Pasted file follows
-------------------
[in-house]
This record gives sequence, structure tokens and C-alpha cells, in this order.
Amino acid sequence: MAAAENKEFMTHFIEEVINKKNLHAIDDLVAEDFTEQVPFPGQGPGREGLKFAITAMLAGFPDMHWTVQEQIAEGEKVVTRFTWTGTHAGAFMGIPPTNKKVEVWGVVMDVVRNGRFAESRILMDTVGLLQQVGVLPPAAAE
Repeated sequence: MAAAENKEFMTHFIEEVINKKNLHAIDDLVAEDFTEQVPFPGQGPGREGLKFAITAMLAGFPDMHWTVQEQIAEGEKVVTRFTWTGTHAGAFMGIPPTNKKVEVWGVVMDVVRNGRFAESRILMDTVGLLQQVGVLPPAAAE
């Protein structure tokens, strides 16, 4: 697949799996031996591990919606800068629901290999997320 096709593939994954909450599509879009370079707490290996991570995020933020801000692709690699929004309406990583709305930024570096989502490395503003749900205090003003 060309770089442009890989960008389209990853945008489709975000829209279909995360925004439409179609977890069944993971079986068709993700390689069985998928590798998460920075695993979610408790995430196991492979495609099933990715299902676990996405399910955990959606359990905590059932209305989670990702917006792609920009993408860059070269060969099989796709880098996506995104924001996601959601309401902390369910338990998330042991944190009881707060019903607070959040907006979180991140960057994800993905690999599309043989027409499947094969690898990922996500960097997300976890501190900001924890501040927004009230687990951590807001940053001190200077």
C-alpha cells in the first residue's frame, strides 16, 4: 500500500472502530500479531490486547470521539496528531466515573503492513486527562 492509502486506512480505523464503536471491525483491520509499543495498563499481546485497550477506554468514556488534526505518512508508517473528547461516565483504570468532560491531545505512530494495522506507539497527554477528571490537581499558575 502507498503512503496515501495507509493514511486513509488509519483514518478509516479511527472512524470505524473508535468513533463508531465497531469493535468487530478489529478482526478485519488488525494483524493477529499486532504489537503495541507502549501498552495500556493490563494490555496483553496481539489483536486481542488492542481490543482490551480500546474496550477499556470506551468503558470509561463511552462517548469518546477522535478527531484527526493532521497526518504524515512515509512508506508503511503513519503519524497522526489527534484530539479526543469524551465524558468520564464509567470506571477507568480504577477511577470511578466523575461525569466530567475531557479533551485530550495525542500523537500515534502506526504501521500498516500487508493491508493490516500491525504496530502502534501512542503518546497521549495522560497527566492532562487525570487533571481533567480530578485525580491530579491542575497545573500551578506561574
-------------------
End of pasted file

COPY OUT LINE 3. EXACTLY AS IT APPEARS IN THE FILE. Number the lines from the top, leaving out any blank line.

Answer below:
Amino acid sequence: MAAAENKEFMTHFIEEVINKKNLHAIDDLVAEDFTEQVPFPGQGPGREGLKFAITAMLAGFPDMHWTVQEQIAEGEKVVTRFTWTGTHAGAFMGIPPTNKKVEVWGVVMDVVRNGRFAESRILMDTVGLLQQVGVLPPAAAE